Choosing between long or short operations all depends on how accurate your financial strategy is, since finding good trading moments using technical indicators and this what defines good financial analysts or what we call as Quants.

To open a long (buy) / short (sell) trade in fxcmpy we use the open_trade() operations and assign values to this attributes:

  • symbol: of the stock we want to trade in our case it will be "US30" (Dow Jones Market Index).
  • is_buy: True if we want a long operation and False if we want a short operation.
  • amount: Positive integer value, the bigger the amount, the bigger the Gain/Loss (the higher risk).
fxcm_con.open_trade(symbol="US30",amount=1,is_buy=True,time_in_force="GTC",order_type="AtMarket")

Every position is assigned a trade_id that we will be using if we want to close the trade. To get all trade_ids of opened positions we use the method get_open_trade_ids() and close a position with the close_trade() method by specifying the trade_id and the amount.

trade_id = fxcm_con.get_open_trade_ids()[0]
fxcm_con.close_trade(trade_id=trade_id,amount=1)

You can check the trading station to see your opened and closed positions.

Risk Management using Take Profit and Stop Loss

In the previous section, we have learned how to open Buy/Sell operations for a given symbol (in this case, it's US30). However, in such scenario we are required to close those orders by using the method close_trade() manually.

Such strategy may be risky in case the market becomes too volatile (going up/down ward suddenly), it can result to a high gain, but there is also a possibility that it will lead to a high loss.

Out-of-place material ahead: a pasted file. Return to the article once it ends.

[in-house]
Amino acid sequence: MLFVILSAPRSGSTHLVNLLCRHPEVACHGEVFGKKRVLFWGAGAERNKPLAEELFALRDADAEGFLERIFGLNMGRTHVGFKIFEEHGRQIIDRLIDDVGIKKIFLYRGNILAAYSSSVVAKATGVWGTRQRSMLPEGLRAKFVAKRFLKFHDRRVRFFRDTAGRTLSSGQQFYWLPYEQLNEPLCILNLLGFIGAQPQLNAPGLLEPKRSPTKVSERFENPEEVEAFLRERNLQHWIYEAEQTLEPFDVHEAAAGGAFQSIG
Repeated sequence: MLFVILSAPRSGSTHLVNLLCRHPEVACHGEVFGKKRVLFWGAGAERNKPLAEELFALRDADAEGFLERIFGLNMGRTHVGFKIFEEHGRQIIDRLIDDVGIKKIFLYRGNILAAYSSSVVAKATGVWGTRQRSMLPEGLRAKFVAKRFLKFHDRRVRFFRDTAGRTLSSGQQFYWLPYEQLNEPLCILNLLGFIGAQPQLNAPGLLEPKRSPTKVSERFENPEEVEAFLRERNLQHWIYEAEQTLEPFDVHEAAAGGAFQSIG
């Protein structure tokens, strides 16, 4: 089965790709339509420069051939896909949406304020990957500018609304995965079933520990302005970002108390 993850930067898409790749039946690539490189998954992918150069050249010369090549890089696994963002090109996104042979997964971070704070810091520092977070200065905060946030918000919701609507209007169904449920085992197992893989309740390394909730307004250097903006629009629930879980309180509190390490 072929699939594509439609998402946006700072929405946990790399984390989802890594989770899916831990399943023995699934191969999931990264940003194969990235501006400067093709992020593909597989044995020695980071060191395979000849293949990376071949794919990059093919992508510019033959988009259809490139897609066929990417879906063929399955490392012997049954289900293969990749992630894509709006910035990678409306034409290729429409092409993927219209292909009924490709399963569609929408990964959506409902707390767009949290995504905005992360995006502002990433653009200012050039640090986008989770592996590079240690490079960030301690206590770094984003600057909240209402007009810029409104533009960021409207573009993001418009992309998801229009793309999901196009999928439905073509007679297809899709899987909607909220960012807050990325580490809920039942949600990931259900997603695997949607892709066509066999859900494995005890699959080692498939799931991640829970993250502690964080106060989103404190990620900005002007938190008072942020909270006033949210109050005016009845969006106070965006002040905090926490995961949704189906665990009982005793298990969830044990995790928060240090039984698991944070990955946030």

For this reason, it is recommended sometimes to manage risk using Take Profit and Stop Loss.

  • Take Profit: The amount of gain that needs to be reached so that the broker automatically closes the order.
  • Stop Loss: The limited amount of loss that, if reached, the broker will automatically closes the order.

In fxcmpy, we can do so by specify two attributes in the open_trade() method.

fxcm_con.open_trade(symbol="US30",amount=1,is_buy=True,time_in_force="GTC",order_type="AtMarket",is_in_pips=True,limit=15,stop=-50)

Note: PIP or Percentage In Points, is a unit that represents the smallest price move.

limit attribute is a positive integer value for the take profit amount, whereas stop is the negative integer value for the stop loss amount.

Finally, closing the connection:

fxcm_con.close()

Conclusion:

In this tutorial, you have learned:

  • The difference between a Long (Buy) and a Short (Sell) Operations.
  • How to open simple orders with fxcmpy.
  • How to manage risk in your orders by adding the TakeProfit/StopLoss attributes using fxcmpy.

For more details, you can check the official documentation of fxcmpy API.

Disclaimer: The content of this tutorial is purely explanatory and we are not responsible on how you may use it during live trading with a real account.

Happy Trading ♥